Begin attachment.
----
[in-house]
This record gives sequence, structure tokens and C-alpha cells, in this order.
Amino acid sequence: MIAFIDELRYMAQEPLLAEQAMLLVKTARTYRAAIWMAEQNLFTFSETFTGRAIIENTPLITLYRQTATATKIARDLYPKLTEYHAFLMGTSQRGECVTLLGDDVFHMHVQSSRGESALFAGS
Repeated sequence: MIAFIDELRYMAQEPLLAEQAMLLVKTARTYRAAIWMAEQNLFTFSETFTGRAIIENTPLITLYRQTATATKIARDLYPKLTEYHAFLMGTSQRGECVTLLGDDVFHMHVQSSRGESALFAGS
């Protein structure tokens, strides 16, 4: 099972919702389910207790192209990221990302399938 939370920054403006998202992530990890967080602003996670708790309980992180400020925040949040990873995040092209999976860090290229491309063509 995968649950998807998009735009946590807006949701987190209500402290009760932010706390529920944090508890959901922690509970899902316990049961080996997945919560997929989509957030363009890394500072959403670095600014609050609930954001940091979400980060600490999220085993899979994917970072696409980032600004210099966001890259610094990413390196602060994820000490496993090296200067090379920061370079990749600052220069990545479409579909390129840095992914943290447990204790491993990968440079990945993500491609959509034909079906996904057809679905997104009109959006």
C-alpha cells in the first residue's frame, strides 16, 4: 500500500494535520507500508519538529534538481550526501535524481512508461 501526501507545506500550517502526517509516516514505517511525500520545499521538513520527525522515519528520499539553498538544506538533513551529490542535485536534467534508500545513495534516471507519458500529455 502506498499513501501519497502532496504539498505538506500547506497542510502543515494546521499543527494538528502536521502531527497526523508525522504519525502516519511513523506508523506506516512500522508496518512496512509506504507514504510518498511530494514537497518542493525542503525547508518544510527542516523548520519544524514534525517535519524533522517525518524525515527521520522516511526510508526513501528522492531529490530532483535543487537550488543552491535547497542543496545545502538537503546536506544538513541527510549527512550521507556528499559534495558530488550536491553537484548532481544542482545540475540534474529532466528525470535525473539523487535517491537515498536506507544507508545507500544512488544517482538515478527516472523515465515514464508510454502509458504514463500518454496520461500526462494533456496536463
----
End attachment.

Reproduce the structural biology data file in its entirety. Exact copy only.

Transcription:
[in-house]
This record gives sequence, structure tokens and C-alpha cells, in this order.
Amino acid sequence: MIAFIDELRYMAQEPLLAEQAMLLVKTARTYRAAIWMAEQNLFTFSETFTGRAIIENTPLITLYRQTATATKIARDLYPKLTEYHAFLMGTSQRGECVTLLGDDVFHMHVQSSRGESALFAGS
Repeated sequence: MIAFIDELRYMAQEPLLAEQAMLLVKTARTYRAAIWMAEQNLFTFSETFTGRAIIENTPLITLYRQTATATKIARDLYPKLTEYHAFLMGTSQRGECVTLLGDDVFHMHVQSSRGESALFAGS
């Protein structure tokens, strides 16, 4: 099972919702389910207790192209990221990302399938 939370920054403006998202992530990890967080602003996670708790309980992180400020925040949040990873995040092209999976860090290229491309063509 995968649950998807998009735009946590807006949701987190209500402290009760932010706390529920944090508890959901922690509970899902316990049961080996997945919560997929989509957030363009890394500072959403670095600014609050609930954001940091979400980060600490999220085993899979994917970072696409980032600004210099966001890259610094990413390196602060994820000490496993090296200067090379920061370079990749600052220069990545479409579909390129840095992914943290447990204790491993990968440079990945993500491609959509034909079906996904057809679905997104009109959006």
C-alpha cells in the first residue's frame, strides 16, 4: 500500500494535520507500508519538529534538481550526501535524481512508461 501526501507545506500550517502526517509516516514505517511525500520545499521538513520527525522515519528520499539553498538544506538533513551529490542535485536534467534508500545513495534516471507519458500529455 502506498499513501501519497502532496504539498505538506500547506497542510502543515494546521499543527494538528502536521502531527497526523508525522504519525502516519511513523506508523506506516512500522508496518512496512509506504507514504510518498511530494514537497518542493525542503525547508518544510527542516523548520519544524514534525517535519524533522517525518524525515527521520522516511526510508526513501528522492531529490530532483535543487537550488543552491535547497542543496545545502538537503546536506544538513541527510549527512550521507556528499559534495558530488550536491553537484548532481544542482545540475540534474529532466528525470535525473539523487535517491537515498536506507544507508545507500544512488544517482538515478527516472523515465515514464508510454502509458504514463500518454496520461500526462494533456496536463